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Feb. 5, 2016  — Festive lanterns in Nanchang, capital of east China's Jiangxi Province. A lantern fair was held in Nanchang to celebrate the upcoming Chinese Lunar New Year which falls on Feb. 8 this year. (Xinhua/Peng Shaozhi)

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11 February 2016 03:53 (GMT +8)
UNESCO gives Patua "critically endangered" language status Print E-mail
Macau, China, 23 Feb -  The United Nations Educational, Scientif and Cultural Organization (UNESCO) has classified Macau's  Portuguese-Asia Creole Patua, the status of a "critically endangered" language.

The classification was announced by the Paris-based organization last Tuesday  when it launched the electronic  version of the new edition of its Atlas of the World's Languages in danger.

It's the first time that the atlas includes Patua.

Languages considered  by the authors as "safe" are not included in the atlas.

A safe language is one spoken by all generations and it's  "intergenerational transmission is uninterrupted" like the Macau's two official languages, Chinese and Portuguese.

Patua is listed as the fifth lowest degree of endangerment indicating that it is potentially "close to extinction".

Macanese or Macau Creole (known as Patuá to its speakers) is a creole language derived mainly from Malay, Sinhalese, Cantonese, and Portuguese, which was originally spoken by the Macanese community of the Portuguese colony of Macau.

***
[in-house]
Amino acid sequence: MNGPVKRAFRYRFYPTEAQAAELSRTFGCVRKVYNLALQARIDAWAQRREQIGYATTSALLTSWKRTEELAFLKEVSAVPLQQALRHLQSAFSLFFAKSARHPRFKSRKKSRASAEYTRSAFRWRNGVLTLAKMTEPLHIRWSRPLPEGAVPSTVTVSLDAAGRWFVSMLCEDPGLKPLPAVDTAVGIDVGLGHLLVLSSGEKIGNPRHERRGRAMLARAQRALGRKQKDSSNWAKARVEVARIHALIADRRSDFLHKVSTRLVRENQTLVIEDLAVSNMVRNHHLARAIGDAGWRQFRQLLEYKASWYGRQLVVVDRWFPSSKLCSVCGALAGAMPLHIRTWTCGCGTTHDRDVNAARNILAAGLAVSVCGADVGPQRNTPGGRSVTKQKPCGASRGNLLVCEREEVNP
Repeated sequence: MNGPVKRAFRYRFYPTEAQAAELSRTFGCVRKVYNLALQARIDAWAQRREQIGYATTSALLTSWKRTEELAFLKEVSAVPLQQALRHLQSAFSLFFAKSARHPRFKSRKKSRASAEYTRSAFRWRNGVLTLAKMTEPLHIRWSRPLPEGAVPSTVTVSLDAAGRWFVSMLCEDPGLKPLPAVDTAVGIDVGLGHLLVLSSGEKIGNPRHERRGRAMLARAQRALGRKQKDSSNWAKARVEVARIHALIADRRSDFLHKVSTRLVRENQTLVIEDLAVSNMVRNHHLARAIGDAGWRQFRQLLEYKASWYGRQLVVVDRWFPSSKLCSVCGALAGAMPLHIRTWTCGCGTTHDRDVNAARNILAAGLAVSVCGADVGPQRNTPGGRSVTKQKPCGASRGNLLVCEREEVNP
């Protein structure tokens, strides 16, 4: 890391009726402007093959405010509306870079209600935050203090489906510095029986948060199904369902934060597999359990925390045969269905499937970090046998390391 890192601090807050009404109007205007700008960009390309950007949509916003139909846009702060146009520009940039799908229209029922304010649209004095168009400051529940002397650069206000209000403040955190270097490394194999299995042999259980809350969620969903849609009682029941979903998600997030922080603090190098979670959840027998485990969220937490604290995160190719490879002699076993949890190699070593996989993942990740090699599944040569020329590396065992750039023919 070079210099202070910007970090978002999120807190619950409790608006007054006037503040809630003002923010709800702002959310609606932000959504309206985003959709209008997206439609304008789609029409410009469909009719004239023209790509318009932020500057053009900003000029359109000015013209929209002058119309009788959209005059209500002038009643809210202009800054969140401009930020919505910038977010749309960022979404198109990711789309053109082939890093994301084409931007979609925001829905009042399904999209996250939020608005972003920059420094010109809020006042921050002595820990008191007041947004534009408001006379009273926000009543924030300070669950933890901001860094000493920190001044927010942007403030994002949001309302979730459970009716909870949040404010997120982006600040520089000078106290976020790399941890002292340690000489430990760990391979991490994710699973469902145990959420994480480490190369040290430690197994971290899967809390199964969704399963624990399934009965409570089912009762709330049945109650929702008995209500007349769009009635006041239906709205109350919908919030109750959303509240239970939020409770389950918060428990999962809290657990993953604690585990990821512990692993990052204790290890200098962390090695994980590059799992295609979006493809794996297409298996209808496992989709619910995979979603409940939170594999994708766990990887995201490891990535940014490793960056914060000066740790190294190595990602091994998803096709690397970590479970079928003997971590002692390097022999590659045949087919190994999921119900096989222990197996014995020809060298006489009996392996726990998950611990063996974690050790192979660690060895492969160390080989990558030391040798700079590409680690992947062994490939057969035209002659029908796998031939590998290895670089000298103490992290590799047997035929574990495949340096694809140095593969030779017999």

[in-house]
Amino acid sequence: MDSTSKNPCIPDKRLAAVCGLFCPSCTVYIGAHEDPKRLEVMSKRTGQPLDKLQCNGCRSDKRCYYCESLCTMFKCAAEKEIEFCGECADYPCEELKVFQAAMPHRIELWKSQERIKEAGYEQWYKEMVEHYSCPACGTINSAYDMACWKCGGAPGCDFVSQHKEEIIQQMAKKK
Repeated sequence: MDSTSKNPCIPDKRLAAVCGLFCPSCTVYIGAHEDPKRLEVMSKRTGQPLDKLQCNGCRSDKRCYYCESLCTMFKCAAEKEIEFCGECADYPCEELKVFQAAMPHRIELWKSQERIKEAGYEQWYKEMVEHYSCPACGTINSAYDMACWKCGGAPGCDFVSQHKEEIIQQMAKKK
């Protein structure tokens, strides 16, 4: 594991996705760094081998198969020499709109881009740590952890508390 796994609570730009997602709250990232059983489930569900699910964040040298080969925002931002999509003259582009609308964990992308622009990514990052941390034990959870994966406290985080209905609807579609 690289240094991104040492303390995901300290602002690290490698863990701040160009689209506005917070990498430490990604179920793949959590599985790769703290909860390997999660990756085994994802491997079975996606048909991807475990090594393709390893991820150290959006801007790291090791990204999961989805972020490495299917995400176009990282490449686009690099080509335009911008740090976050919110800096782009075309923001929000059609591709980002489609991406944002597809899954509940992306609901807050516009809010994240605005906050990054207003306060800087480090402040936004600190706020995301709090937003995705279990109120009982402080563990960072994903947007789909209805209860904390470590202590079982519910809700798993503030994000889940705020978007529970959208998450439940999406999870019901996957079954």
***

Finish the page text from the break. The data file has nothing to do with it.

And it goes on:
The number of Patua speakers stands at several dozen in Macau and even more than a thousand among the Macanese diaspora in California, Canada, Brazil and elsewhere.

Most Patua speakers are senior citizens and virtually all speak at least one more language.

The language is also called by its speakers Papia Cristam di Macau ("Christian speech of Macau"), and has been nicknamed Dóci Língu di Macau ("Sweet Language of Macau") and Doci Papiaçam ("sweet speech") by poets.

Patuá arose in Macau after the territory was "gradually occupied by Portugal after the mid-16th century" and became a major hub of the Portuguese naval, commercial, and religious activities in East Asia.

The language developed first mainly among the descendants of Portuguese settlers.

These often married women from Malacca and Sri Lanka rather than from neighboring China, so the language had strong Malay and Sinhalese influence from the beginning.

In the 17th century it was further influenced by the influx of immigrants from other Portuguese colonies in Asia, especially from Malacca, Indonesia, and Sri Lanka, that had been displaced by the Dutch expansion in the East Indies, and Japanese Christian refugees.

Like any other language, Macanese underwent extensive changes in usage, grammar, syntax, and vocabulary over the centuries, in response to changes in Macau's demographics and cultural contacts.

Some linguists see a sharp distinction between the "archaic" Macanese, spoken until the early 19th century, and the "modern" form that was strongly influenced by Cantonese.

The modern version arose in the late 19th century, when Macanese men began marrying Chinese women from Macau and its hinterland in the Pearl River delta.

Over its history the language also acquired elements from several other Indian tongues, Spanish, and a string of other European and Asian languages.


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